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Astron. Astrophys. 357, 471-483 (2000)

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1. Introduction

The shape of the initial mass function (IMF) is an important parameter to understand the fragmentation of molecular clouds and therefore the formation and development of stellar systems. Besides studies of the Solar neighbourhood (Salpeter 1955, Tsujimoto et al. 1997), work on star clusters plays a major role (Scalo 1986) in this field, as age, metallicity, and distance of all stars of a star cluster can generally be assumed to be equal.

Restricted to certain mass intervals, the IMF can be described by a power law in the form

[EQUATION]

In this notation the "classical" value found by Salpeter (1955) for the Solar neighbourhood is [FORMULA]. Average values for [FORMULA] from more recent studies, mostly of star clusters, can be found, e.g., in Scalo (1998):

[EQUATION]

where the "[FORMULA]" values refer to a rough range of the slopes derived for the corresponding mass intervals, caused by empirical uncertainties or probable real IMF variations.

Knowledge of membership is essential to derive the IMF especially of open star clusters, where the contamination of the data with field stars presents a major challenge. Two methods for field star subtraction are in use nowadays: separating field and cluster stars by means of membership probabilities from stellar proper motions on one hand, statistical field star subtraction on the other hand. Our work combines these two methods: The proper motions are investigated for the bright stars of the clusters, down to the completeness limit of the photographic plates used, whereas the fainter cluster members are selected with statistical considerations.

From the cleaned data we derive the luminosity and mass functions of the clusters. Including the proper motions, we expect to receive a more reliable IMF, since the small number of bright stars in open clusters would lead to higher uncertainties, if only statistical field star subtraction were applied.

This is the second part of a series of studies of open star clusters, following Sanner et al. (1999). Here we present data on two clusters of the northern hemisphere, NGC 1960 (M 36) and NGC 2194.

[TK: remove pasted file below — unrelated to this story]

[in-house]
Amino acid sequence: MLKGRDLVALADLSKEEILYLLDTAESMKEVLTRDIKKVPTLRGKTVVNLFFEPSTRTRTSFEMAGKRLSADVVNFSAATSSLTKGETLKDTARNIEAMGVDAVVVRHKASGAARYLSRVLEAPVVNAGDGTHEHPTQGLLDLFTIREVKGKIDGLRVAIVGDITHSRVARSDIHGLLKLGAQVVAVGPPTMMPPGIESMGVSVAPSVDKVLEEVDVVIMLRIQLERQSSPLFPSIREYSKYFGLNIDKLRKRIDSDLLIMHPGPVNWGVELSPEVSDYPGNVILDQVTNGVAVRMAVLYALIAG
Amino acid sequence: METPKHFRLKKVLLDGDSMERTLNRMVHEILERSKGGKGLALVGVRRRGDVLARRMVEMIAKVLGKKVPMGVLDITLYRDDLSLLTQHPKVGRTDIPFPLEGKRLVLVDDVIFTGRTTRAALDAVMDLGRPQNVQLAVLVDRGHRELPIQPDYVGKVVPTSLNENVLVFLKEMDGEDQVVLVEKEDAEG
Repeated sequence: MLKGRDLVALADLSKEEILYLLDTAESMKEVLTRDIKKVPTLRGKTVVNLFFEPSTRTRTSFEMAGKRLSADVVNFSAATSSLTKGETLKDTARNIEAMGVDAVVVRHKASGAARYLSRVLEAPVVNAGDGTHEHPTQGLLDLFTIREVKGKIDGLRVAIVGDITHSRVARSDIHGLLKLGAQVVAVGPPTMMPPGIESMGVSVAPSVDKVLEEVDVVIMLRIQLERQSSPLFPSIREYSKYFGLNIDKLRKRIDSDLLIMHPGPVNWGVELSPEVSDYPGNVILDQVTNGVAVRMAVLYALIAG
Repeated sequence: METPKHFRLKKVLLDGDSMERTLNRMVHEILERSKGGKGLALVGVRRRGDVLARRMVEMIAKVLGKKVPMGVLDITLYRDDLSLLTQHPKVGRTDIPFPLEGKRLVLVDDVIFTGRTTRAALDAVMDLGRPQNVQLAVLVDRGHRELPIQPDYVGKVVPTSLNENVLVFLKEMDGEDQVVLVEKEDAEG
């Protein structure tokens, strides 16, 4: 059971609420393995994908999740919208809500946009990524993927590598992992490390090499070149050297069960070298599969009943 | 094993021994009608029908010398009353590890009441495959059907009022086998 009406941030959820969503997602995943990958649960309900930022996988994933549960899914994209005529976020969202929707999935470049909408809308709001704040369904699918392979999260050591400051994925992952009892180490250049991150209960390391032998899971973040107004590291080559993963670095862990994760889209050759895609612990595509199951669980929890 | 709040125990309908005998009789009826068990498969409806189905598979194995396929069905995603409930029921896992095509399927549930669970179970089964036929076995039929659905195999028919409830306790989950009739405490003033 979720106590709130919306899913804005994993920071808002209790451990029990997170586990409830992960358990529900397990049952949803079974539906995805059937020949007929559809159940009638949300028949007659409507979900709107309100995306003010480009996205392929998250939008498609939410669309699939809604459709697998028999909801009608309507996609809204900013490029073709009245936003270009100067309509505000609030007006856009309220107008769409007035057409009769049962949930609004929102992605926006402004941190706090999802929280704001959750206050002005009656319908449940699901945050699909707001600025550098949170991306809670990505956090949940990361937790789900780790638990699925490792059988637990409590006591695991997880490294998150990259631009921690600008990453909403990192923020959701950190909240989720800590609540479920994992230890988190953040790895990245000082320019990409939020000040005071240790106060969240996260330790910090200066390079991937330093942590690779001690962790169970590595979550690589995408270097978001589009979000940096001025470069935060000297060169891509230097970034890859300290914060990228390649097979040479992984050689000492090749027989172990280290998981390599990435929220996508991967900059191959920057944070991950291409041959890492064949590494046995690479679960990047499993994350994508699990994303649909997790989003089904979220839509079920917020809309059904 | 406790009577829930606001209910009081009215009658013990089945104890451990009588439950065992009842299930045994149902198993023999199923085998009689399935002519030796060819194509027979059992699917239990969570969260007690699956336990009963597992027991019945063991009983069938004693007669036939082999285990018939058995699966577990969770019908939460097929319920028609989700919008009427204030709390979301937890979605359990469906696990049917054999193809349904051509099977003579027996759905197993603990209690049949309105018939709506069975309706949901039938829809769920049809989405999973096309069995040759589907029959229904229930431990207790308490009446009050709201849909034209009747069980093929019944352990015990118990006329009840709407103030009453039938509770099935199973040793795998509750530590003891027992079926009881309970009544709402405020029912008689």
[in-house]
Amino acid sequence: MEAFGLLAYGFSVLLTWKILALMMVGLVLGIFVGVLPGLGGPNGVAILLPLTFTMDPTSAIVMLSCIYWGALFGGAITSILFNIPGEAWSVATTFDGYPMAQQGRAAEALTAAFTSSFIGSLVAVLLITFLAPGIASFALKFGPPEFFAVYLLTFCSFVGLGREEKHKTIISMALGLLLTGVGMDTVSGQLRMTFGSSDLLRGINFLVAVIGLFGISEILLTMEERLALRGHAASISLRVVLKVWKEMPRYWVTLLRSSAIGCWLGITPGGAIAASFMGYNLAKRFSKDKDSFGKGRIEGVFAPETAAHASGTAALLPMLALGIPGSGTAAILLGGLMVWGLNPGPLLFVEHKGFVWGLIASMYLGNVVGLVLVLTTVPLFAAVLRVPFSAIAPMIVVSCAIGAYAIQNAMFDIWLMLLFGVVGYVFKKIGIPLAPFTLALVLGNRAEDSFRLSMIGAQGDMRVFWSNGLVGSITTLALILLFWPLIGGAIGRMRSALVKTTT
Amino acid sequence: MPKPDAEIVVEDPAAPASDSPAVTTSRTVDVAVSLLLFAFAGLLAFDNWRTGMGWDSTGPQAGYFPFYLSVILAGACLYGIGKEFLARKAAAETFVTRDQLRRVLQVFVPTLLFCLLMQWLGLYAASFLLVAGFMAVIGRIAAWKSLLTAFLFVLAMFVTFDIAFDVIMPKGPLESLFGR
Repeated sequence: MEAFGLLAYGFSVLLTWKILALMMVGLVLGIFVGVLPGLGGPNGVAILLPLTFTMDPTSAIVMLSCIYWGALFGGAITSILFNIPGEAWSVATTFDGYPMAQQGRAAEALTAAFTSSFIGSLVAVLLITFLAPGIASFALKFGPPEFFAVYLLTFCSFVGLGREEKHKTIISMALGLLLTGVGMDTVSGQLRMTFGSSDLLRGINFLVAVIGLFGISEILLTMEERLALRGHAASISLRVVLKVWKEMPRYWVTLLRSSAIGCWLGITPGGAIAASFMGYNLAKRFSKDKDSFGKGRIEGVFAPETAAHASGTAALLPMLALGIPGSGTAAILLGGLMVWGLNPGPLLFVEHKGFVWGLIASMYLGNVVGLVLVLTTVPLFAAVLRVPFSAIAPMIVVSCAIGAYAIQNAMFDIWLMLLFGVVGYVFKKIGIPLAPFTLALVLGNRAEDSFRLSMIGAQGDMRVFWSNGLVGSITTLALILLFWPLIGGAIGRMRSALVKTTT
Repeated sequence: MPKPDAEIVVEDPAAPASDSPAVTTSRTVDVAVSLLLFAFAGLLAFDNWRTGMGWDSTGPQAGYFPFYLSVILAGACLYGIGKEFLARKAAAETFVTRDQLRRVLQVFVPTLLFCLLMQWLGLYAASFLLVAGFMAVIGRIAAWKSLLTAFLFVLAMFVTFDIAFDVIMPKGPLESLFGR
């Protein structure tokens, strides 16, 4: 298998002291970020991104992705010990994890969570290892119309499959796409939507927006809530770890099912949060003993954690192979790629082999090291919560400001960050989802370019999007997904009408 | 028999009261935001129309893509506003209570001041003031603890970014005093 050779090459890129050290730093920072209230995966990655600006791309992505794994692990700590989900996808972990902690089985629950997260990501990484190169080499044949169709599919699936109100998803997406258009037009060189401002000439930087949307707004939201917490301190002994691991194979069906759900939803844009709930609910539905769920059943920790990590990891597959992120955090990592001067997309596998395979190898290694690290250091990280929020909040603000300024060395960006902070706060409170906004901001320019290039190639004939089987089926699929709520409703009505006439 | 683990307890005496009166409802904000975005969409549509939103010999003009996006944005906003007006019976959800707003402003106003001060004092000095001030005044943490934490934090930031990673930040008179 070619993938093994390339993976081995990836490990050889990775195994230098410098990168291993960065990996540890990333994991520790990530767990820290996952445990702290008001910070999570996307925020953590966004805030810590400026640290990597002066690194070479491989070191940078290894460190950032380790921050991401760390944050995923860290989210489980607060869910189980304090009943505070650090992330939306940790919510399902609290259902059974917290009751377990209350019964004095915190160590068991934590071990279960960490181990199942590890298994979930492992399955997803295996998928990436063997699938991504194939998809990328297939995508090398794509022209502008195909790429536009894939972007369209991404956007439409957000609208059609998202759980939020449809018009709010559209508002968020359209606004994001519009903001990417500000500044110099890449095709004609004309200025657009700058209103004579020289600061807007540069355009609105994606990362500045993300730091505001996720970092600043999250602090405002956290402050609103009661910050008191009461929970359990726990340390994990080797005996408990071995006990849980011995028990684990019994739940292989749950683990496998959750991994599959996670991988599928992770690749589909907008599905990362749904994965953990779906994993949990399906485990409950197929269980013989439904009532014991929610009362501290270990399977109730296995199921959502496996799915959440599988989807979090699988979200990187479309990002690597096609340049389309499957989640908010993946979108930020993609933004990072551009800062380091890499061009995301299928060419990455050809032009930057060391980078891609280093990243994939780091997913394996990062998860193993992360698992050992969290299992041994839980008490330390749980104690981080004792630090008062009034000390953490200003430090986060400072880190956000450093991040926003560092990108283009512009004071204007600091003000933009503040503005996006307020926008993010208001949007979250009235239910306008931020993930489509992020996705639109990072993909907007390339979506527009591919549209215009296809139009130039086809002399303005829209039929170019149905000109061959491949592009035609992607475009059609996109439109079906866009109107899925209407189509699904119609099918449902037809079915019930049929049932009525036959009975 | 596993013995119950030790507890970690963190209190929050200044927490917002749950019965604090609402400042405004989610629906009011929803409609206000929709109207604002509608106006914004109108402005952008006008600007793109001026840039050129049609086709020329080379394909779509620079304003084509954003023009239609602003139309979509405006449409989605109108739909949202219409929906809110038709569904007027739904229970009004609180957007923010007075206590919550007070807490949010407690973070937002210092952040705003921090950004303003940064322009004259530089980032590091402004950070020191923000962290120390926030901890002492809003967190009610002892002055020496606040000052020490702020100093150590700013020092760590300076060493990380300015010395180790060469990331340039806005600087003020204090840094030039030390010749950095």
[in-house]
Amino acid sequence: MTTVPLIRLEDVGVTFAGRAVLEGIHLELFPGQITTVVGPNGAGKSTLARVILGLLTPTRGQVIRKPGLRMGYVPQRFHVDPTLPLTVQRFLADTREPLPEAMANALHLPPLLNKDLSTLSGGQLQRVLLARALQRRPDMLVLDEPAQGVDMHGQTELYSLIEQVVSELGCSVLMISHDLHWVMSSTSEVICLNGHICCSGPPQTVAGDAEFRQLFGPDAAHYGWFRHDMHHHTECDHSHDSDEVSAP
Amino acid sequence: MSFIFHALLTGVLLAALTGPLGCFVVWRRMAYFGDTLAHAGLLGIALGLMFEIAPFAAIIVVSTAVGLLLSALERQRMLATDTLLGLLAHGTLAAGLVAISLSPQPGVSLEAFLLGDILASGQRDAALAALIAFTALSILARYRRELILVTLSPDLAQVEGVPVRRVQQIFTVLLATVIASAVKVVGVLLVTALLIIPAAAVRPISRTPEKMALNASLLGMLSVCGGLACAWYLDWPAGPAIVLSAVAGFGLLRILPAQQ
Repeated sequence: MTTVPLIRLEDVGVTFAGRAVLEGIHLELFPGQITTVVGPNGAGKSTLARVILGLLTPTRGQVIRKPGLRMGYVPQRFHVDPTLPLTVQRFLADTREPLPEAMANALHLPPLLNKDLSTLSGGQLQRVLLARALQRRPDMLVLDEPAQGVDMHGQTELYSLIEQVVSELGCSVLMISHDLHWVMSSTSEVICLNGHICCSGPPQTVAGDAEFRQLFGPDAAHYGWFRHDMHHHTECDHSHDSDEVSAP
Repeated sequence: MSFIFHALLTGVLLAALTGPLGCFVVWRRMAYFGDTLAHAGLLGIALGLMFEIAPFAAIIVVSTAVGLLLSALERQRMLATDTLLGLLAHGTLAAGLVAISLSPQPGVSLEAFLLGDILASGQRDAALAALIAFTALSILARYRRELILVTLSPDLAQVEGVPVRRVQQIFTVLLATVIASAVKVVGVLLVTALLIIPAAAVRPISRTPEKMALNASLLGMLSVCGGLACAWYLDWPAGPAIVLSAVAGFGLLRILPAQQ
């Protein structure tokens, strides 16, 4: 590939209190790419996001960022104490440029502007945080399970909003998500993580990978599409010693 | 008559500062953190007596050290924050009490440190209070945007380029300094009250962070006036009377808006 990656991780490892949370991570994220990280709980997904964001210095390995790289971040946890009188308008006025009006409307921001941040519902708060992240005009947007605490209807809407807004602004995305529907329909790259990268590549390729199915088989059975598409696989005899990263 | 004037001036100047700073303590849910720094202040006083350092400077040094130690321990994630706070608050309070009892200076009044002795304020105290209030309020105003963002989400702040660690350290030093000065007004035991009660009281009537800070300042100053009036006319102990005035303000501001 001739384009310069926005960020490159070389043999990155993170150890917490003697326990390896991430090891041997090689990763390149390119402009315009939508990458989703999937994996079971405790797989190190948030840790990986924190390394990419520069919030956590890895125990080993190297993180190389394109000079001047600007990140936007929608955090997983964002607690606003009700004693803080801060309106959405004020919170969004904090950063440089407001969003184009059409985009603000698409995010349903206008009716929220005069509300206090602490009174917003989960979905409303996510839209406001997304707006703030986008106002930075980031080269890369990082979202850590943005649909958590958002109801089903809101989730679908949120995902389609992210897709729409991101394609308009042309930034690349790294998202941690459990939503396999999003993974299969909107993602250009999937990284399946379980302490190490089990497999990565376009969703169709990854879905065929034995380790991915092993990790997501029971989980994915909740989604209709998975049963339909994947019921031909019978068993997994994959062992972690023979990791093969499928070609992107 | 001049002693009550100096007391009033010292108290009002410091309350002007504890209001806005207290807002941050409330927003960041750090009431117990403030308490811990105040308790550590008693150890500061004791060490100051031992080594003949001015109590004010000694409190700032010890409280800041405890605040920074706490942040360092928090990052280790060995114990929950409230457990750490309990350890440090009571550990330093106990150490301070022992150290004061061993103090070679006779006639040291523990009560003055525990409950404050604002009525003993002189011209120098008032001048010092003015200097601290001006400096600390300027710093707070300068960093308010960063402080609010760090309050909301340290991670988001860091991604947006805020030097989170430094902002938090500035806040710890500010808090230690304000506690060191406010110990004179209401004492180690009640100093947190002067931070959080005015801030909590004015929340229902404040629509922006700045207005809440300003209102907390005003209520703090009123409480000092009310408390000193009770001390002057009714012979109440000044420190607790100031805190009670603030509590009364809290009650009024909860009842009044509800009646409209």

NGC 1960 (M 36) is located at [FORMULA], [FORMULA] and has a diameter of [FORMULA] according to the Lyngå (1987) catalogue. Morphologically, NGC 1960 is dominated by a number of bright ([FORMULA]) stars, whereas the total stellar density is only marginally enhanced compared to the surrounding field. The cluster has not yet been studied by means of CCD photometry. Photographic photometry was published by Barkhatova et al. (1985), photoelectric photometry of 50 stars in the region of the cluster by Johnson & Morgan (1953). The most recent proper motion studies are from Meurers (1958) and Chian & Zhu (1966). As their epoch differences between first and second epoch plates (36 and 51 years, respectively) are smaller than ours and today's measuring techniques can be assumed to be more precise we are confident to gain more reliable results.

Tarrab (1982) published an IMF study of 75 open star clusters, among them NGC 1960, and found an exteme value for the slope of (in our notation) [FORMULA] for this object. Her work includes only 25 stars in the mass range [FORMULA], so that a more detailed study covering more members and reaching towards smaller masses is necessary.

For NGC 2194 (located at [FORMULA], [FORMULA], diameter [FORMULA]), our work is the first proper motion study according to van Leeuwen (1985). The RGU photographic photometry of del Rio (1980) is the most recent publication on NGC 2194 including photometric work.

The cluster is easily detectable as it contains numerous intermediate magnitude ([FORMULA]) stars, although bright stars with [FORMULA] are lacking.

In Sect. 2, we present the data used for our studies and the basic steps of data reduction and analysis. Sects. 3 and 4 include the proper motion studies, an analysis of the colour magnitude diagrams (CMDs), and determination of the IMF of the clusters. We conclude with a summary and discussion in Sect. 5.

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© European Southern Observatory (ESO) 2000

Online publication: June 5, 2000
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